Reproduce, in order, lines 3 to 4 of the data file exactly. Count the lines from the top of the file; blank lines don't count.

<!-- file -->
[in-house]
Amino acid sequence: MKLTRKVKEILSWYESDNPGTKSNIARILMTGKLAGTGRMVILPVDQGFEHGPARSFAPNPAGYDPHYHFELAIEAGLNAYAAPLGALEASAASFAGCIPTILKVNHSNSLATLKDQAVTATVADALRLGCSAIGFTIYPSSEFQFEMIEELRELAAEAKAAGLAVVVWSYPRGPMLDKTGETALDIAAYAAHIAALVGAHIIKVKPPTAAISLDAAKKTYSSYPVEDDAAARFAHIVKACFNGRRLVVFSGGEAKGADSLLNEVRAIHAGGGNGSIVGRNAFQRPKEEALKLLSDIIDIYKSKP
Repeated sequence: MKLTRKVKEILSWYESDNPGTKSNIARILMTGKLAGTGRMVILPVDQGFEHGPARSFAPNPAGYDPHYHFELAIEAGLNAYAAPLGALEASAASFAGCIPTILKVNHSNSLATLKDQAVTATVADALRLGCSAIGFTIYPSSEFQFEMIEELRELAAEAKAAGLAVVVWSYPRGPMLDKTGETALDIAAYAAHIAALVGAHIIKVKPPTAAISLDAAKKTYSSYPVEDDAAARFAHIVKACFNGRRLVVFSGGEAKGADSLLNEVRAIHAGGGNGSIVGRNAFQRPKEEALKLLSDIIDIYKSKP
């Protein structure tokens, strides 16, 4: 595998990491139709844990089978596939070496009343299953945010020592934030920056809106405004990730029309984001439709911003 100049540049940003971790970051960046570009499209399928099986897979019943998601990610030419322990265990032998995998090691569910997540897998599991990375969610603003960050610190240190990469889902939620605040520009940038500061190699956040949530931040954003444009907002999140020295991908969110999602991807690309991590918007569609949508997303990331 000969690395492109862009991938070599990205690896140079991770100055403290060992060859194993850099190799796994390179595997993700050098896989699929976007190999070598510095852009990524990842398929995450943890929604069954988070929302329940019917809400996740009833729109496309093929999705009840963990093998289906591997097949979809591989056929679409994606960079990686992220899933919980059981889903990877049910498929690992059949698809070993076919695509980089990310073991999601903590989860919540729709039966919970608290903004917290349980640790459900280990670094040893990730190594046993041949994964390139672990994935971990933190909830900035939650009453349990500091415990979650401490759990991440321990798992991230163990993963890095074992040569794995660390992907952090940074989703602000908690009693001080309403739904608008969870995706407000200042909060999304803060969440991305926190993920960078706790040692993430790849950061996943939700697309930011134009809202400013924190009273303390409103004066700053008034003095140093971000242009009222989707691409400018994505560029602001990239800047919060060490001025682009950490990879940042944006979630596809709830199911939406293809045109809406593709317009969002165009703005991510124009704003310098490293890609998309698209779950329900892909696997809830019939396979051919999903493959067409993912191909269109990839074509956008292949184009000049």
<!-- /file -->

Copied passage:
Repeated sequence: MKLTRKVKEILSWYESDNPGTKSNIARILMTGKLAGTGRMVILPVDQGFEHGPARSFAPNPAGYDPHYHFELAIEAGLNAYAAPLGALEASAASFAGCIPTILKVNHSNSLATLKDQAVTATVADALRLGCSAIGFTIYPSSEFQFEMIEELRELAAEAKAAGLAVVVWSYPRGPMLDKTGETALDIAAYAAHIAALVGAHIIKVKPPTAAISLDAAKKTYSSYPVEDDAAARFAHIVKACFNGRRLVVFSGGEAKGADSLLNEVRAIHAGGGNGSIVGRNAFQRPKEEALKLLSDIIDIYKSKP
């Protein structure tokens, strides 16, 4: 595998990491139709844990089978596939070496009343299953945010020592934030920056809106405004990730029309984001439709911003 100049540049940003971790970051960046570009499209399928099986897979019943998601990610030419322990265990032998995998090691569910997540897998599991990375969610603003960050610190240190990469889902939620605040520009940038500061190699956040949530931040954003444009907002999140020295991908969110999602991807690309991590918007569609949508997303990331 000969690395492109862009991938070599990205690896140079991770100055403290060992060859194993850099190799796994390179595997993700050098896989699929976007190999070598510095852009990524990842398929995450943890929604069954988070929302329940019917809400996740009833729109496309093929999705009840963990093998289906591997097949979809591989056929679409994606960079990686992220899933919980059981889903990877049910498929690992059949698809070993076919695509980089990310073991999601903590989860919540729709039966919970608290903004917290349980640790459900280990670094040893990730190594046993041949994964390139672990994935971990933190909830900035939650009453349990500091415990979650401490759990991440321990798992991230163990993963890095074992040569794995660390992907952090940074989703602000908690009693001080309403739904608008969870995706407000200042909060999304803060969440991305926190993920960078706790040692993430790849950061996943939700697309930011134009809202400013924190009273303390409103004066700053008034003095140093971000242009009222989707691409400018994505560029602001990239800047919060060490001025682009950490990879940042944006979630596809709830199911939406293809045109809406593709317009969002165009703005991510124009704003310098490293890609998309698209779950329900892909696997809830019939396979051919999903493959067409993912191909269109990839074509956008292949184009000049």